December 20, 2006

East Maybe Doesn't Quite Meet West

East Maybe Doesn't Quite Meet West

The morning after our Russia show last week, we received a delightful email from Georgi Derluguian, one of the guests. It had all the humor and personality of his on-air presence, as well as smart observations about America:

Would you tell your boss that he and Cohen managed to bring out a Marxist in me? A whole hour devoted to adoration of one personality, as if more common Russian let alone Ukrainians and Armenians did not exist and everything was decided by the emotional attachments and beliefs? What struck me when first came to America was the absolutely peculiar genre of presidential histories. Coming to a country with such a strong and Puritanical civic religion from the joyous and cynical Eastern Europe was quite some experience. Oh, well, since we’ve spent so much time on the phone yesterday, at least, try reading my articles some during during the vacations. Just a few pages, will you? Otherwise I’d feel I have wasted half a day to realize once again that American intelligentsia was even more hopeless than Russian.

With proletarian greetings from Chicago!

Georgi

Georgi Derluguian, in an email to Open Source, 15 December 2006

We emailed back and forth a couple of times, and he then sent a little story from the Los Angeles Times that illustrates perfectly the gap between the Russian and American soul — and gives hope that it might be bridged.

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  • herbert browne

    I’m a little surprised that a search for the proper wood ashes wasn’t also called for, since that’s another part of creating “the right dirt” for potatoes… (but locating a shed where someone’s goats were wintered, in Maryland, may be asking too much). ^..^

  • Igor

    Right, I agree with Georgi 100%, that’s my experience too. While I was not so much of a marxist back in Russia, here in US I often find myself drawn back to marxist mode of analysis when confronted with what passes as official ideology here. And it’s not out of stubbornness or defensiveness, more like out of sheer desperation from the vacuousness of what is being said.

    The feelings are often paradoxical, sometimes it seems that in some respects Americans even “out-Soviet” us poor Soviets, like with this figure of “presidential historian” (and a prominent feature of many a talk show). I mean, there were no shortage of sycophants in Russia, but in was always considered a little shameful, nothing to be proud of, and here is this guy singing odes to all and every president there was and parading it all over the TV.

    Interestlingly, it may have something to do with the way our cultural filters work, like in Russia we used to filter out all this “Granddaddy Lenin”, “dear Leonid Ilyich”, etc. stuff, Americans don’t even notice similar noise coming from US media. It’s only when the pattern is broken, like Americans reading about Stalin’s “cult of personality”, we Russians here in the midst of America, or American historians talking their “American” talk about Russian history, that it becomes visible. Interestingly too, Americans tend to agree to “American” version to foreign events, it looks like it’s more important to fit the mold than to be true to facts. And ROS is addressed to American audience after all…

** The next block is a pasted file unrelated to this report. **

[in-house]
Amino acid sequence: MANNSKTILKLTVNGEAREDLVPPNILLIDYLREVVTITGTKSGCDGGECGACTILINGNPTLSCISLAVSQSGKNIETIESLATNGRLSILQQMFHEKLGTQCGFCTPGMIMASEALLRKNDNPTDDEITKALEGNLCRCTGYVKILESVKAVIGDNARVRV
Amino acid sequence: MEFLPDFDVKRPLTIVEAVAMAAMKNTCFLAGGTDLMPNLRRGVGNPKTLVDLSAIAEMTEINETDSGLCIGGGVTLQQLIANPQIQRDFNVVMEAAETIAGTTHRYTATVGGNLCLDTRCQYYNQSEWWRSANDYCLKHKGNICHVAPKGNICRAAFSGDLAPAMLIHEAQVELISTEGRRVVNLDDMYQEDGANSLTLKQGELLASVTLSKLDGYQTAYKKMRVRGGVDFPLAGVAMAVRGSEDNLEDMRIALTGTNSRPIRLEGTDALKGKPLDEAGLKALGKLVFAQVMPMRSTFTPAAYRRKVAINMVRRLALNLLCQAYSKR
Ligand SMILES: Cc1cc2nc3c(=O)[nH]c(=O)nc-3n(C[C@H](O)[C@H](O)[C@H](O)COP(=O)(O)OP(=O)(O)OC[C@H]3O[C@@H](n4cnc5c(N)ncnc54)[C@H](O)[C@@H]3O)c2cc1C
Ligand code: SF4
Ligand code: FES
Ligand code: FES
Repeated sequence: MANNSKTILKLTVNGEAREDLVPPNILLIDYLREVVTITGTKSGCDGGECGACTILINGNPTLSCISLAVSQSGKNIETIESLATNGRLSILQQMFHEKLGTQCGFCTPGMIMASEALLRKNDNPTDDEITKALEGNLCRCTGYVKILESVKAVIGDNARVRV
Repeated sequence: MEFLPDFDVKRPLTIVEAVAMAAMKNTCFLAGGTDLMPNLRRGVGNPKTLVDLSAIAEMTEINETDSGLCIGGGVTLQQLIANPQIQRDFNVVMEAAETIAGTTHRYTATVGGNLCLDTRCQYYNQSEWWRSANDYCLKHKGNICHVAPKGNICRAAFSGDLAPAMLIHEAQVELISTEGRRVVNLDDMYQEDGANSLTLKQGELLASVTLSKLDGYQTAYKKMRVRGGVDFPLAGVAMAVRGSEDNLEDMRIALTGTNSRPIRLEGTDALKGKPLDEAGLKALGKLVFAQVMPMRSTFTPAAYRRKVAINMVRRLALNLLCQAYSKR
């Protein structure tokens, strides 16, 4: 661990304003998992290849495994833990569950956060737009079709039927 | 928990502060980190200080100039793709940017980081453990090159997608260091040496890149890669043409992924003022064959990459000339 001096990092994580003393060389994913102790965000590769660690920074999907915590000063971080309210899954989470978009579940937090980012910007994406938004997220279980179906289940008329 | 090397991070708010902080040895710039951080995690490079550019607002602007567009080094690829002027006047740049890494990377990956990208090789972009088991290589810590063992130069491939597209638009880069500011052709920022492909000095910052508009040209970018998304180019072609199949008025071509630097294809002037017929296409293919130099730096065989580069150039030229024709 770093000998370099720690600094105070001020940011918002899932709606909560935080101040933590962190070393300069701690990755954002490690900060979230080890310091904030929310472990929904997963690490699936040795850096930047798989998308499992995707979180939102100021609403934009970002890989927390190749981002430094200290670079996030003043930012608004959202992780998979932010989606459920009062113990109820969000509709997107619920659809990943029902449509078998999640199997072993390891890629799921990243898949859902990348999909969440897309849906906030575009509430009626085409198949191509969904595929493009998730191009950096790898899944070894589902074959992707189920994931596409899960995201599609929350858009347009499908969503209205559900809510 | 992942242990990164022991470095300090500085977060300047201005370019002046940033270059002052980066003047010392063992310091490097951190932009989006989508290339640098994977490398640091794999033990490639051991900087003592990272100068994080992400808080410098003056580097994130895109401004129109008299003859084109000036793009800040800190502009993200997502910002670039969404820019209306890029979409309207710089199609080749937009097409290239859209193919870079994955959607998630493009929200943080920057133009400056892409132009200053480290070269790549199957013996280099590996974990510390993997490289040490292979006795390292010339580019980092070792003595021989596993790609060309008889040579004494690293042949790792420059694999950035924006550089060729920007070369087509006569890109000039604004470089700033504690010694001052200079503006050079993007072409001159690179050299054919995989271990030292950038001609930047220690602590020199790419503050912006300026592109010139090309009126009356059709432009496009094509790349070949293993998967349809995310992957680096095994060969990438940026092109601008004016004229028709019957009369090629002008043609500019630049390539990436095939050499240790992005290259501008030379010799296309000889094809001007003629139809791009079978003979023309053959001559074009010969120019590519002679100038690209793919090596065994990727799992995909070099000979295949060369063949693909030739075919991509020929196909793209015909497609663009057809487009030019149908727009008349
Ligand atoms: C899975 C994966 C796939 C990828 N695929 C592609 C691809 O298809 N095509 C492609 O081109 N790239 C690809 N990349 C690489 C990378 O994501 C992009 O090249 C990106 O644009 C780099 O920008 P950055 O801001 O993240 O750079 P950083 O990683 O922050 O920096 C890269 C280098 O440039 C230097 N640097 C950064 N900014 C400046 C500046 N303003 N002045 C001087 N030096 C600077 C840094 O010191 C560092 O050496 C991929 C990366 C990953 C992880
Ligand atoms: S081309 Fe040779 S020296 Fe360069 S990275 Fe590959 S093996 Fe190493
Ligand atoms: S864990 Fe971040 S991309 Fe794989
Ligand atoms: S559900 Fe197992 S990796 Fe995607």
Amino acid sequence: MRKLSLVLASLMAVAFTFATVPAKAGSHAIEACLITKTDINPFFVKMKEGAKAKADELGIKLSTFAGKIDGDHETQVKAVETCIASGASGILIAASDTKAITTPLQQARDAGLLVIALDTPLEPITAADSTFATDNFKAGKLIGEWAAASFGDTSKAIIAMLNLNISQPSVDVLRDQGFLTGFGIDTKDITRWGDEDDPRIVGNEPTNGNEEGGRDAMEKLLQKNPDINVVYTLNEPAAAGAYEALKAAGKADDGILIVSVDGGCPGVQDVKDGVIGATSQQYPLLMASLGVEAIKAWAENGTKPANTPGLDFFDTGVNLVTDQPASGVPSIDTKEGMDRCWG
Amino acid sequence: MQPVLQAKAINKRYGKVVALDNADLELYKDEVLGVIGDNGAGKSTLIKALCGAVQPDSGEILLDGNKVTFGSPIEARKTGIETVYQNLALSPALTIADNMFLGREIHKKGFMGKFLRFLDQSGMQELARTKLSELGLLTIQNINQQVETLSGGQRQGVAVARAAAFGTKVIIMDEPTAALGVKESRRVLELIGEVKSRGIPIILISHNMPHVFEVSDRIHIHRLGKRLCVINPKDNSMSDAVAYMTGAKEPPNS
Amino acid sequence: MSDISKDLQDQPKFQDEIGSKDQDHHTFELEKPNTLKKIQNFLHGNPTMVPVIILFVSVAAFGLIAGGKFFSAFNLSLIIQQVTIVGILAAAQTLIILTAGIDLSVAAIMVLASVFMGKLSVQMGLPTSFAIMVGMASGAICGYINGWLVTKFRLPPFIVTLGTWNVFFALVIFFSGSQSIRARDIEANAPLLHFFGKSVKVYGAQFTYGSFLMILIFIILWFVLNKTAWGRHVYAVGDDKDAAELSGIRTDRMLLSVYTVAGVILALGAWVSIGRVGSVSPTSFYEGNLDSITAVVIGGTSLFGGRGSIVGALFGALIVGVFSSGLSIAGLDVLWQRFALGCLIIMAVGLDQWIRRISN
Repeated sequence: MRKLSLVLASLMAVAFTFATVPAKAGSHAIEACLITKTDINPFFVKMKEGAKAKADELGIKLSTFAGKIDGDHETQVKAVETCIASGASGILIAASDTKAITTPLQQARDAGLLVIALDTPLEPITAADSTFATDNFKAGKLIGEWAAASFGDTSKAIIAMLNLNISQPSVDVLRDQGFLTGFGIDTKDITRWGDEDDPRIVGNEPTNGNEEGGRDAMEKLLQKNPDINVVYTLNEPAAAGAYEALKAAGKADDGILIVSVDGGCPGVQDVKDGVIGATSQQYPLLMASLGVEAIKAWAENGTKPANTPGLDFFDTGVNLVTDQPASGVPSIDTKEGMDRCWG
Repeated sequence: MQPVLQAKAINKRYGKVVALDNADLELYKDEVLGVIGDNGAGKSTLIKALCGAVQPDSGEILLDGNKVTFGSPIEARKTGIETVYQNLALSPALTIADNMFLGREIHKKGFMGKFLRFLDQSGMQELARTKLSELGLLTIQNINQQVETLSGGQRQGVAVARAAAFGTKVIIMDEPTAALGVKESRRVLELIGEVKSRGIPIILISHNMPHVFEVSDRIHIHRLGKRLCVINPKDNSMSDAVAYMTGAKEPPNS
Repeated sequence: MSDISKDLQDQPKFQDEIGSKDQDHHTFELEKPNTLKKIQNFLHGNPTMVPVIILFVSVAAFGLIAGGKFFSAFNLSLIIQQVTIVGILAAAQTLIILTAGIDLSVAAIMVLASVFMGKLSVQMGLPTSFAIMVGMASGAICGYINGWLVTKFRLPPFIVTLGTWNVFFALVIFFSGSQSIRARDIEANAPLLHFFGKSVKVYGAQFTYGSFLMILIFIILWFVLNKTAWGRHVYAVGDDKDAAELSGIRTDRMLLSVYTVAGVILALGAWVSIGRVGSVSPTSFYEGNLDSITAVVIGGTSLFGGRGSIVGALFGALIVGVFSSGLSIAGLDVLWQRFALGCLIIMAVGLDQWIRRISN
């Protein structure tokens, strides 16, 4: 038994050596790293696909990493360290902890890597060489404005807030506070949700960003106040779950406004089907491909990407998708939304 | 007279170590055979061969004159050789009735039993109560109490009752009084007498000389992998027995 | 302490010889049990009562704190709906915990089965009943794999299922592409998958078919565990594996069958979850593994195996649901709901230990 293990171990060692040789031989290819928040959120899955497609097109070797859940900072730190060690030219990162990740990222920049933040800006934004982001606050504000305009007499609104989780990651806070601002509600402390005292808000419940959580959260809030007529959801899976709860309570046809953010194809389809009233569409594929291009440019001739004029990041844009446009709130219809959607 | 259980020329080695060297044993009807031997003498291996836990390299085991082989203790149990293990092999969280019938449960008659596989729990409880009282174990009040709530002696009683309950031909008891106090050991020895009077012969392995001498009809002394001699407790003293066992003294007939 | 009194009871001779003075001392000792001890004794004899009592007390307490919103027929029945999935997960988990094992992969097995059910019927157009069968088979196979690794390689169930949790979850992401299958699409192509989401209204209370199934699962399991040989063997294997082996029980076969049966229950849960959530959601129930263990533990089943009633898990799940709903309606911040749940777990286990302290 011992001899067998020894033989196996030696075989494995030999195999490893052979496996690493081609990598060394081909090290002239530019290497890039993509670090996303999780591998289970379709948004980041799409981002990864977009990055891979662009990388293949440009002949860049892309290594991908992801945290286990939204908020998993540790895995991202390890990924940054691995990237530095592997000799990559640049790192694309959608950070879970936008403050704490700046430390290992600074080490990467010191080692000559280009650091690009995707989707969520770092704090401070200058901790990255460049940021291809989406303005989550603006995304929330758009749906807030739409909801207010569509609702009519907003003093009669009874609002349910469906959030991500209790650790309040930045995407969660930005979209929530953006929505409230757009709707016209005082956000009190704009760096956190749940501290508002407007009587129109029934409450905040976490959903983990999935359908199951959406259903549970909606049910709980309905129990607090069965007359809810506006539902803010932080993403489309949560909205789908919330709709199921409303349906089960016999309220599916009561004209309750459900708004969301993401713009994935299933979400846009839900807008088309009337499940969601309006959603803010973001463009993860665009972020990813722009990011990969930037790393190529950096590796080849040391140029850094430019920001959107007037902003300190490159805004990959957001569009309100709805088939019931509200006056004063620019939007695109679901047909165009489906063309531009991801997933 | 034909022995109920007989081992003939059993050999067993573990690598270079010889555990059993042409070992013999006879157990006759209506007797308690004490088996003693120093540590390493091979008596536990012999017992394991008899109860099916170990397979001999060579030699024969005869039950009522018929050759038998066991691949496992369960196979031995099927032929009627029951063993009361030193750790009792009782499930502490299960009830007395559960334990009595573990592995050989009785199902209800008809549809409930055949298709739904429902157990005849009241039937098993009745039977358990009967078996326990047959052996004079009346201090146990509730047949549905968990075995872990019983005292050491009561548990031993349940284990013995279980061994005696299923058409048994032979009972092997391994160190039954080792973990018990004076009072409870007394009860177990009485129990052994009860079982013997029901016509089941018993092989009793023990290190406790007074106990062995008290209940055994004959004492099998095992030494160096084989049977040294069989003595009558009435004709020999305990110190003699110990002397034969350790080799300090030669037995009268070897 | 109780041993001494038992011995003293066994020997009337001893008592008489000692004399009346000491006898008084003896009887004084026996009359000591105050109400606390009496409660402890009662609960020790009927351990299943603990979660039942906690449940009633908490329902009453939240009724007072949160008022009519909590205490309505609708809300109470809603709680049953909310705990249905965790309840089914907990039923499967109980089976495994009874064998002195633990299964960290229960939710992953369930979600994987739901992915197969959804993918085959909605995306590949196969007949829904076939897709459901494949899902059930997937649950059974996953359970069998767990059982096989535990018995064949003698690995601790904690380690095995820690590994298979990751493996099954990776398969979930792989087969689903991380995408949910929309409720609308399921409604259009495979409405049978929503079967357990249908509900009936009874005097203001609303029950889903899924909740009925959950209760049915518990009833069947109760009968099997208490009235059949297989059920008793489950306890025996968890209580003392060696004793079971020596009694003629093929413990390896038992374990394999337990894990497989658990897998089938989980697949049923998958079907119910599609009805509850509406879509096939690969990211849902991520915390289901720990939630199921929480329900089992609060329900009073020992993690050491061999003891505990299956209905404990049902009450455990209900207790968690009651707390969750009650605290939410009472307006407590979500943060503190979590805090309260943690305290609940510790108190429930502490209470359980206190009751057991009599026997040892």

BTW, Georgi, by “proletarian greetings from Chicago” are you alluding to 1864?

  • Igor

    Read the LATimes piece. Sweet and sour… My marriage is also a commuter marriage, but in reverse to that of the article, I’m working here, my wife and children come and go. We live in a rented house, actually, an apartment in two-apartment house, so we don’t plant potatoes, but we grow tomatos instead, the way house owners, who happen to be Armenians, did when they lived here. At the same time my wife is very enthusiastic about flowers, when she left last fall, she ordered me to collect all the seeds…

    As to the wood ashes, it depends upon the dirt you are trying to improve, sometimes (in acidic soils) you’ll need calcium, and that means you have to collect egg shells, crush them and put into the dirt 🙂

  • herbert browne

    Yes, Igor… I agree about the eggshells. With tomatoes, though, I’d be making friends with the local baristas, and offering to remove their old coffee grounds, as well.

    Re ..”confronted with what passes as official ideology here..” (& going back to Georgi”s “..coming to a country with such a strong and Puritanical civic religion..”)

    Yes… the very thought that a President- or presidential candidate- may have “sinned”, morally &/or civically, brings about a painful return to something like the emotional schoolyard, with an almost instantaneous formation of an Accusing Chorus- leading to eye-rolling statements that media people solemnly record for publication, eg “I didn’t inhale” etc etc. However, we also include a cultural milieu that may some day require of any Male Black candidate for office that he has spent some time in jail- just so that he can be viewed as a “genuine member of the civic culture” whom he intends to serve (& this will be even more likely to come about if/when convicted felons have their voting rights returned to them).

    The egg shells crush more easily when they’re dried a bit… when we had young children, & chickens, the eggshells were set on a rack on top of the wood stove & toasted a little… ^..^